About this Recording

Denmark's geographical position between Central Europe and the Nordic countries is not without significance for a proper understanding of music and musical life in the second half of this century. Sandwiched between north and south, the country has been a melting-pot for various aesthetic tendencies in the field of classical music.

In the 1950s musical modernism took a firm hold, beginning in Central Europe with the work of pioneers like Karlheinz Stockhausen and Pierre Boulez, and later it made inroads into the Nordic countries as well. At first Danish composers were shocked by the aesthetic developments in modernism; some of them simply could not come to terms with its external, formalized rules for the treatment of musical material. The Danish mentality was hostile to modernism's canon of prohibitions and commands, though that canon was to playa formative role in the evolution of music in the following decades.

Danish composers born in the twenties and thirties felt they had to take a stance on modernism's call for absolute renewal in the material of music. They had grown up with the classicist aesthetic of a Danish tradition represented by names such as Carl Nielsen (1865-1931), Vagn Holmboe (b. 1909), and Herman D. Koppel (b. 1908). Moreover, they all shared an outlook that was the product of a Danish and Nordic musical world where the range of artistic vision was limited by historical circumstances. In particular, World War II had made it impossible for composers to keep up with international trends. It is very much to the point that the older generation could accept Bartók but not Schoenberg; was this a case of 'local characteristics' or 'provincialism'? The younger composers, who felt the need to tryout the technical wonders of the postwar period, realized that a confrontation with their father figures was unavoidable.

This artistic attitude -involving discussion and, to varying degrees, assimilation and acceptance of external trends - resulted in a breach with Holmboe and Koppel, the inheritors of classicism, on the part of composers like Niels Viggo Bentzon (b. 1919), Per Nørgård (b. 1932), Pelle Gudmundsen-Holmgreen (b. 1932), and Bent Lorentzen (b. 1935). The enthusiastic and ambitious younger generation found it somewhat provincial that the idiom of Holmboe and Koppel had remained unaffected by developments in the international avant-garde.

All of this makes it understandable that, from the fifties onward, many works by composers born between the wars display tension between the Central European, modernist way of thinking and a special Nordic tone. It is as if one can hear an ongoing discussion between the lines of the music; the conflict between tradition and renewal is heard in many works as a set of oppositions between the idyllic and the apocalyptic, the anachronistic and the absolutely innovative, the local and the global. German poet Hans Magnus Enzensberger has written a comment on the Norwegian mentality that could equally well apply to Danish composers: "On the one hand they love anachronism and stubbornly maintain pre-modern styles of thinking and living. On the other hand they have a tendency unintentionally to anticipate the future They are stay-at-homes and cosmopolitans at one and the same time."

Influences emanating from Central Europe at mid-century, and later from North America and the Far East, have accordingly stimulated a fruitful discussion among Danish composers. This is especially true of Per Nørgård, who at an early stage erected a bulwark against the chaotic sounds emerging from the south in the form of his 'universe of the Nordic mind' - a declaration of commitment to the Nordic tone with Holmboe and Sibelius as the great trail-blazers. Nørgård 's natural curiosity made it impossible, however, for him to keep to this narrow path for very long. He began to make forays into the Central European new music environment, from which he imported material to his private - often metaphysical and antagonistic - universe. In the uniquely personal idiom of this composer we find infinite series, overtone series, and hierarchical control of the parameters of music.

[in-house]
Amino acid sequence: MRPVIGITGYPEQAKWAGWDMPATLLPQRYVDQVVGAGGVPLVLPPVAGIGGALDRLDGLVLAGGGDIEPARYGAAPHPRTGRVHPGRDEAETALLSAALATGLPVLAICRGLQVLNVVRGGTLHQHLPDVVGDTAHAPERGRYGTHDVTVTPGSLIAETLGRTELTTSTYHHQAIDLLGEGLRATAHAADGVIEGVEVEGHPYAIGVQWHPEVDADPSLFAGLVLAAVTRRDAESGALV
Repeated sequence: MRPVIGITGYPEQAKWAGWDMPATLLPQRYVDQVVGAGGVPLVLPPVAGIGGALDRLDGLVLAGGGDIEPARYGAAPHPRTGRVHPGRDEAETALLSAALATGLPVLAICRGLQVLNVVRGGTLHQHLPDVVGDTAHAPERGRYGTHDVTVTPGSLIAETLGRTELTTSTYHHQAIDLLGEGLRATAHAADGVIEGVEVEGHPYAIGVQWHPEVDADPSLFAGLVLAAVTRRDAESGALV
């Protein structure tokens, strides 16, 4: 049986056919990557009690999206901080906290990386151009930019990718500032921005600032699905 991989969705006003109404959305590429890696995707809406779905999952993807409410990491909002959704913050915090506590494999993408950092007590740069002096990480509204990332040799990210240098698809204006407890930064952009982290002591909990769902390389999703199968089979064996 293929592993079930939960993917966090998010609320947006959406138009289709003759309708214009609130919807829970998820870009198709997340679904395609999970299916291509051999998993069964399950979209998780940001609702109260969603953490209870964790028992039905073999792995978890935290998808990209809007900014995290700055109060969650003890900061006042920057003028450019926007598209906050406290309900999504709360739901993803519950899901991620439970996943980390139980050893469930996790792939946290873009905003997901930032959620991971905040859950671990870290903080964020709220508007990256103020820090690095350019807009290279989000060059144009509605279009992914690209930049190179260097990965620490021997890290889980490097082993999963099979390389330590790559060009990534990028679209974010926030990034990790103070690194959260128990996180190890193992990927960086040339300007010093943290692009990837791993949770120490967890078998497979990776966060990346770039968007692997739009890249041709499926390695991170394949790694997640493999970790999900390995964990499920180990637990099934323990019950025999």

Nørgård has exerted tremendous influence on developments in Danish composition. Not only his highly individual works but also his achievements as a teacher and organizer have left their mark on succeeding generations. Some of Nørgård's contemporaries -Gudmund-sen-Holmgreen, Ib Nørholm (b. 1931), and the slightly younger Ole Buck (b. 1945) - reacted to the complexity of modernism by going to the opposite extreme and writing in the simplest possible way. They founded the trend called New Simplicity and were the creators of a style that may be looked upon as a very special Danish version of minimalism.

What unites these composers is their stylistic pluralism, which breaks some of the prohibitions of the leading modernists. They rebelled against the technocratic notion of progress implicit in the autonomous aesthetic, which permitted development in one direction only, and insisted on a multiplicity of forms of expression, making use of collage and playing ironic games with quotations and stylistic elements from older music. Later they changed direction, each of them adopting his own personal perspective on his earlier works, but their output is a typical illustration of something central to the Danish mentality: nothing from outside is uncritically adopted, it has first to be rejected and examined more closely.

This is perhaps especially true of a composer like Karl Aage Rasmussen (b. 1947). He is a multi-artist who participates in musical life on many different levels - as a festival director, new music conductor, writer, debater, and not least composer. His starting point was reception and transformation of the musical tradition in what has been termed 'music on music'. An example is Berio Mask (1977), where he re-uses the music of Luciano Berio, who in turn had re-used Mahler, and so on. But other problems have been taken up in Rasmussen's more recent music, among other things the concept of time. And in light of recent experience he continues to grapple with the big issues of aesthetics, technique, and perception. It is significant that one of his articles is entitled Can Time Be Heard? His thoughts on these topics are expressed musically in the orchestral work A Symphony in Time (on dacapo DCCD 9010), in Movements on a Moving Line for chamber orchestra, and in the string quartets Surrounded by Scales and Solos and Shadows (recorded for dacapo, DCCD 9003a+b, by the Arditti Quartet from the United Kingdom). Rasmussen's Italian Concerto (1981) on the present disc is a sort of lifeline between the composer's early experiments with many different styles and his recent output of works emphasizing construction and stringency just as much as expression.